The Naples Daily News reported that the state’s largest nursing home provider faces a $255 million judgment for systematic fraud of the government by providing unnecessary treatments to patients; as we will further detail, there is little doubt that this constitutes nursing home abuse.

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nursing home injury lawsuitNursing homes are on the front line of the COVID-19 pandemic, with patients in long-term care facilities reportedly comprising one-third of the virus’s fatalities in most states. Though this situation is unprecedented, the pandemic has highlighted problems the industry grappled with long before the novel coronavirus hit. Issues like staff shortages and staff who are poorly-trained and inadequately-supervised have always been problematic. They have just become more exacerbated by the health crisis. This is why families, patient advocates, and personal injury lawyers are alarmed about a wave of requests from the nursing home industry to state governments to free them of “any liability, civil or criminal,” under certain conditions for nursing homes, hospitals, and other facilities.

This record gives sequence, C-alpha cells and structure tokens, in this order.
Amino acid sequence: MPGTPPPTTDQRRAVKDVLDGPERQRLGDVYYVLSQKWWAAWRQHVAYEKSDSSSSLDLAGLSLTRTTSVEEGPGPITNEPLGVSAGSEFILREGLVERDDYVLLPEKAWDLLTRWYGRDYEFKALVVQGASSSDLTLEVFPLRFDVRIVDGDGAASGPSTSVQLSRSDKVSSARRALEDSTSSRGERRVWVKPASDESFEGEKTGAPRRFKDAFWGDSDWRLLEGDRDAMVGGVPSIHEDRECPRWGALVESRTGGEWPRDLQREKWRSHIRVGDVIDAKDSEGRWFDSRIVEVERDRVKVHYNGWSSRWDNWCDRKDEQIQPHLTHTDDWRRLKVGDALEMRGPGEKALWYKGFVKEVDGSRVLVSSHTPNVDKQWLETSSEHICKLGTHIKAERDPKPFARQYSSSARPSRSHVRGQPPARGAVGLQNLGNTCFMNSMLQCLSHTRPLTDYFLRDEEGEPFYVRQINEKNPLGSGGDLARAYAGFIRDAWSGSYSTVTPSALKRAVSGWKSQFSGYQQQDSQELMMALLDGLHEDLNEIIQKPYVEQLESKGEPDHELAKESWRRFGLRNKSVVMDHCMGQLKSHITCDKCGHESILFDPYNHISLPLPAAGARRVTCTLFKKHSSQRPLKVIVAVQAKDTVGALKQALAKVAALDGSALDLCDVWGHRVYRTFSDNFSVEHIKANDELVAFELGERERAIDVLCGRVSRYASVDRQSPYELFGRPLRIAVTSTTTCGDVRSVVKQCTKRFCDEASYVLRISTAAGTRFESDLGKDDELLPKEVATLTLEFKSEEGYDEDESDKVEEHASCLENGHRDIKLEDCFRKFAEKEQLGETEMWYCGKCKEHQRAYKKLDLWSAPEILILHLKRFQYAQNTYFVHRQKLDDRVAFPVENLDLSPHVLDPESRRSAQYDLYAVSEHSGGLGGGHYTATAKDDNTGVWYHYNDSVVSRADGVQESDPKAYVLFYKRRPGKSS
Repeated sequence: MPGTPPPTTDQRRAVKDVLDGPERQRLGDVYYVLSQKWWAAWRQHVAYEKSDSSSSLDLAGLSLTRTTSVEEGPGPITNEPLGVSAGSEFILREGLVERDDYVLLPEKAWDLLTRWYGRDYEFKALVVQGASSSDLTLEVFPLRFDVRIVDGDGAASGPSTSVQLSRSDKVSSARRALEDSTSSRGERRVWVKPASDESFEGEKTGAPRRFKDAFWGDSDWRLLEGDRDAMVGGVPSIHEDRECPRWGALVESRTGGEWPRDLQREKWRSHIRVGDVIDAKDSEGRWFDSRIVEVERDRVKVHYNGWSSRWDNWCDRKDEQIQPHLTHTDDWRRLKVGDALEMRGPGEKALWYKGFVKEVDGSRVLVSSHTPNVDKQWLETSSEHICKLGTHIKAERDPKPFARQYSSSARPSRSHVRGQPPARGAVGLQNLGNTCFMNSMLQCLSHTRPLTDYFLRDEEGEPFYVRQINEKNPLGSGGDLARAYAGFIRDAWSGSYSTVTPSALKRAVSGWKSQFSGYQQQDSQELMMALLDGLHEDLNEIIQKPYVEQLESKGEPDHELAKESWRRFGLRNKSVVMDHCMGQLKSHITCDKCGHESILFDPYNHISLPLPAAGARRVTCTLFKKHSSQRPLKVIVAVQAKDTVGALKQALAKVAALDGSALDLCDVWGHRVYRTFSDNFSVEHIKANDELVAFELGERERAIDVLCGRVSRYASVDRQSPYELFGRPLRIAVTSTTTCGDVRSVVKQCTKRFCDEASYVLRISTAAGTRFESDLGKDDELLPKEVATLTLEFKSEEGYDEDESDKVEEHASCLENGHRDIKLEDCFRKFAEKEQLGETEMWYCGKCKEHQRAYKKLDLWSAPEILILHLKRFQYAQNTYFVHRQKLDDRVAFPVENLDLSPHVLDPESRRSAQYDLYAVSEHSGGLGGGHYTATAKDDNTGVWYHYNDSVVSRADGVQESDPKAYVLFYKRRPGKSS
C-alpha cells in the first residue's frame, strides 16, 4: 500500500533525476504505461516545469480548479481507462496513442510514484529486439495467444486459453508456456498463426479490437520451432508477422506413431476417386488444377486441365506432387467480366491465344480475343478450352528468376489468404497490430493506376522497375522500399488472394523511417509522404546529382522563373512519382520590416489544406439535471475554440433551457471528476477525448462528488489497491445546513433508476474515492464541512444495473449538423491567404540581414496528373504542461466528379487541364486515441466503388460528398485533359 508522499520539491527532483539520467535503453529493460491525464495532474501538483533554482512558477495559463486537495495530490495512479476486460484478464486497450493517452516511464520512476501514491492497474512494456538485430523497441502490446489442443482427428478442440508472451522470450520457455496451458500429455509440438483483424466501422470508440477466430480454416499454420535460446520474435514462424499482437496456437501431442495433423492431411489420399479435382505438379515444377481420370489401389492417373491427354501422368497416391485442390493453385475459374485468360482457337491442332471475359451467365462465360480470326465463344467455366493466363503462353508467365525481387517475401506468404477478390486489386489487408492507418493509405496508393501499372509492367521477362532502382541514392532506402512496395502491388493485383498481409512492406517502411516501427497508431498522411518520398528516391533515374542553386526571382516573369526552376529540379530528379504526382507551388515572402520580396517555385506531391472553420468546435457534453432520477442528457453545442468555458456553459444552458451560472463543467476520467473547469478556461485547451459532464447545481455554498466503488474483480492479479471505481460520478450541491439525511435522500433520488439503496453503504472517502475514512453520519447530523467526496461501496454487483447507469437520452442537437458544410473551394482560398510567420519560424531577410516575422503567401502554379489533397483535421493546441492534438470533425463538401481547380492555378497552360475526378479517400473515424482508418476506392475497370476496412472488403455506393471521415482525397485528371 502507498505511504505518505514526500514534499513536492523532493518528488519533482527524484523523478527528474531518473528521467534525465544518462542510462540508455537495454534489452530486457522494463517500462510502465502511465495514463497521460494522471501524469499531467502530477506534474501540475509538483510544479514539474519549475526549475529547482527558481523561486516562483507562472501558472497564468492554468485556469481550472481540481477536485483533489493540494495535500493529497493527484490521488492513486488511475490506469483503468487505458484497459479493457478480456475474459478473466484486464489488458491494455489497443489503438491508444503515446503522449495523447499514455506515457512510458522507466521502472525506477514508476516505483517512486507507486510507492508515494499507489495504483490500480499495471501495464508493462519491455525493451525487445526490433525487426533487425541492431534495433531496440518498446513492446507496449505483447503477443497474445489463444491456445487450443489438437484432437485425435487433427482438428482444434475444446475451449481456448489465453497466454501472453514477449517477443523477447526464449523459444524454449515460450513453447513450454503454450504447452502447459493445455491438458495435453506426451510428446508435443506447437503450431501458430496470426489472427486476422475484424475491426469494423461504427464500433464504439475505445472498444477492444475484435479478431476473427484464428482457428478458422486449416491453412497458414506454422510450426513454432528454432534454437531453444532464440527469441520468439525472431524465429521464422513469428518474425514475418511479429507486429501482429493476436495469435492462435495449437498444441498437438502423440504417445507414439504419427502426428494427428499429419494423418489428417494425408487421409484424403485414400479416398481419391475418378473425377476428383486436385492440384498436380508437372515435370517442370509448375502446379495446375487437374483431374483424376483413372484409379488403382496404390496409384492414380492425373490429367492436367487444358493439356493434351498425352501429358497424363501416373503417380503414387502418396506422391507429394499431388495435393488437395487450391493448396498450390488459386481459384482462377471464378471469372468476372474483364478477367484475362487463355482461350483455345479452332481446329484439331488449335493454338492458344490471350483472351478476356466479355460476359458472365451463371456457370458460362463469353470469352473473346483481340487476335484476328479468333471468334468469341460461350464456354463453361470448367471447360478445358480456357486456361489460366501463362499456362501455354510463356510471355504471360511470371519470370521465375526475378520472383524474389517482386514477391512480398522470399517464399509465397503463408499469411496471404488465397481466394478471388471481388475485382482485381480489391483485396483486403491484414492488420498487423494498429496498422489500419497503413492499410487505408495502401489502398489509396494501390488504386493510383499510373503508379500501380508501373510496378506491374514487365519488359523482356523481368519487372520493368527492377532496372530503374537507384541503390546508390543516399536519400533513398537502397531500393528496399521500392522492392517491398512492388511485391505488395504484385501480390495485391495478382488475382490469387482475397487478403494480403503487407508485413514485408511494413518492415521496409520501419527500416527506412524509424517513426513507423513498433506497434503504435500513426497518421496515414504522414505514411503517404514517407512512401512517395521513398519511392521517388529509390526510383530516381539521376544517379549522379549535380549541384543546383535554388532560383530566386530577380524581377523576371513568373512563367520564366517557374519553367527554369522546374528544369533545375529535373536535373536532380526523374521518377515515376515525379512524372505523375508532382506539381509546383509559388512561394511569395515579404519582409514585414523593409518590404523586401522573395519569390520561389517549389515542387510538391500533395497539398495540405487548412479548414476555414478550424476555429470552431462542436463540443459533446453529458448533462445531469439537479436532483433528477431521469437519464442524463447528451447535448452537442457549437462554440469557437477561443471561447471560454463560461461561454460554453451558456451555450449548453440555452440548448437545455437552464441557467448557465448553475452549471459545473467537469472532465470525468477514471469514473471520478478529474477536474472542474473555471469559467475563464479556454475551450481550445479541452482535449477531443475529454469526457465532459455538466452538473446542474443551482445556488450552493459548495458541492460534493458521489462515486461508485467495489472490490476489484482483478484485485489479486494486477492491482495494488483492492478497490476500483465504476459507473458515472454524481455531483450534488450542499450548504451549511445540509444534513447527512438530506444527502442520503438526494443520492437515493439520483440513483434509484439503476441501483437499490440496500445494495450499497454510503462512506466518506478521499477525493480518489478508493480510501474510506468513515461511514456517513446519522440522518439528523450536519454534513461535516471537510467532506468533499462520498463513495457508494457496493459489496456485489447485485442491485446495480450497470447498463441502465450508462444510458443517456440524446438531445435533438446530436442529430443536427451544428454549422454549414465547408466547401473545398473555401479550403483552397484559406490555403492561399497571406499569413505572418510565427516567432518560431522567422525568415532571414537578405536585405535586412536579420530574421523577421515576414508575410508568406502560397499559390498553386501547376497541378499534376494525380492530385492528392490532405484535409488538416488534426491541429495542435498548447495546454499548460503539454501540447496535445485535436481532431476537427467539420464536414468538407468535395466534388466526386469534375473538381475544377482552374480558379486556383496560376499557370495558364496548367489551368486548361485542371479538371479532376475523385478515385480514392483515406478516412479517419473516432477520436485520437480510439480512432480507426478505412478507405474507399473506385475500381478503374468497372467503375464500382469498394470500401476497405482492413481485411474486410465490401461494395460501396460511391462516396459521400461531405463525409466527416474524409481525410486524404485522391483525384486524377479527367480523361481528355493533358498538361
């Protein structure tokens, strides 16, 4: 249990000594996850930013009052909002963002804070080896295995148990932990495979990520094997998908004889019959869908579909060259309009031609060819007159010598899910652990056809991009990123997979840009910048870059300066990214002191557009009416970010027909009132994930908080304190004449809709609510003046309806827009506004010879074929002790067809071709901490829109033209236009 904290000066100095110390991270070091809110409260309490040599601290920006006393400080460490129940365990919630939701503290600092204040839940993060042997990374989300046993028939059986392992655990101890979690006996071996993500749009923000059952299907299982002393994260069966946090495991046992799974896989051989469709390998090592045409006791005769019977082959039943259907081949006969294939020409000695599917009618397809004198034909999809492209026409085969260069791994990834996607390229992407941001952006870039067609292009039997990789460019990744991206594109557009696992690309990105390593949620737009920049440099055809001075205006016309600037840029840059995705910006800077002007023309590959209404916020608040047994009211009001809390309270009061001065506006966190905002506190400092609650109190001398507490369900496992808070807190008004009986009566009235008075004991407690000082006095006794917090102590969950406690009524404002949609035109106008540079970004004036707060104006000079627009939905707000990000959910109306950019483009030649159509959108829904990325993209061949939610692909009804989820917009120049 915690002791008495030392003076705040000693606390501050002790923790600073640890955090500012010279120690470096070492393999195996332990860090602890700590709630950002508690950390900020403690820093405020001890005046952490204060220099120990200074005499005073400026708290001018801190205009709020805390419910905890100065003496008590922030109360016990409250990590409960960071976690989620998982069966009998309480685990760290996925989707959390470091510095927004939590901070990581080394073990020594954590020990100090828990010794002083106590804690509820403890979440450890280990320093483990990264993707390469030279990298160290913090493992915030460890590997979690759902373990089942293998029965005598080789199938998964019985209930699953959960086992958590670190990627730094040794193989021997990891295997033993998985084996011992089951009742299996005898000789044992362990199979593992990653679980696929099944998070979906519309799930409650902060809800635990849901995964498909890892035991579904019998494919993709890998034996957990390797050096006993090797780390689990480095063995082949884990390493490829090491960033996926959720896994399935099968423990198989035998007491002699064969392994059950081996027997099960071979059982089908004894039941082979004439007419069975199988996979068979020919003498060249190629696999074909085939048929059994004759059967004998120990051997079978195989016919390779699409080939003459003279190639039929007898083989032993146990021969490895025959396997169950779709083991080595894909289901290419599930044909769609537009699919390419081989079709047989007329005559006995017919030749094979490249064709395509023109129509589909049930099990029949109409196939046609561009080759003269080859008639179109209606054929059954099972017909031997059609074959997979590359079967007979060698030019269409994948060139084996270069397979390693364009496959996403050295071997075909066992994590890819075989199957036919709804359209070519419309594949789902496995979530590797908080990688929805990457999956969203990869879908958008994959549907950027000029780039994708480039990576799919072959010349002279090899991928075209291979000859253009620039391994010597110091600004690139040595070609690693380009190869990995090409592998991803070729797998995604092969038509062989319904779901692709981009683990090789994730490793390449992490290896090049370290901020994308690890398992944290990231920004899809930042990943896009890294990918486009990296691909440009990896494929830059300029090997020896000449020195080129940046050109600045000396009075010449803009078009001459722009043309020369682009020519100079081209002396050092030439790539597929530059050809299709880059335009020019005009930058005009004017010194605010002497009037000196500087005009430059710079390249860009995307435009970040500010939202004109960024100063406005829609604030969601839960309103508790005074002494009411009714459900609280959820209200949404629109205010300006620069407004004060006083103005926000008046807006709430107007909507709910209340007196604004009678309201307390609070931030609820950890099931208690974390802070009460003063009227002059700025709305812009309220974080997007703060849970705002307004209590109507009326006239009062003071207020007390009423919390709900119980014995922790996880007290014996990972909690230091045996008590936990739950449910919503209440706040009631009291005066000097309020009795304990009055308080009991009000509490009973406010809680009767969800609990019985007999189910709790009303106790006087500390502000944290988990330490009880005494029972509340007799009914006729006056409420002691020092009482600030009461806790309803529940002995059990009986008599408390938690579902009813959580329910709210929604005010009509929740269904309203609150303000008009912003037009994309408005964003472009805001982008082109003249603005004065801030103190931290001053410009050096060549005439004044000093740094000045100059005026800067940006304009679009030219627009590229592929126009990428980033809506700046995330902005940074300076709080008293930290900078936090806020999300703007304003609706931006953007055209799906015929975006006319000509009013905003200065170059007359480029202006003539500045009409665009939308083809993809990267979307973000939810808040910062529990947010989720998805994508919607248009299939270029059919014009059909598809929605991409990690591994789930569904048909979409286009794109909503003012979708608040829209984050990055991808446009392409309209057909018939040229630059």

As USA Today recently reported, The Florida Health Care Association recently sent one such request to Governor Ron DeSantis. The executive director for the Florida nonprofit Families for Better Care characterized the request as “asking for forgiveness in advance.” The FHCA counters that in the midst of a public health crisis, health care workers should be granted the ability to direct their attention and skills to help people – without having to worry about, “being sued for making tough decisions while trying to comply with government directives.”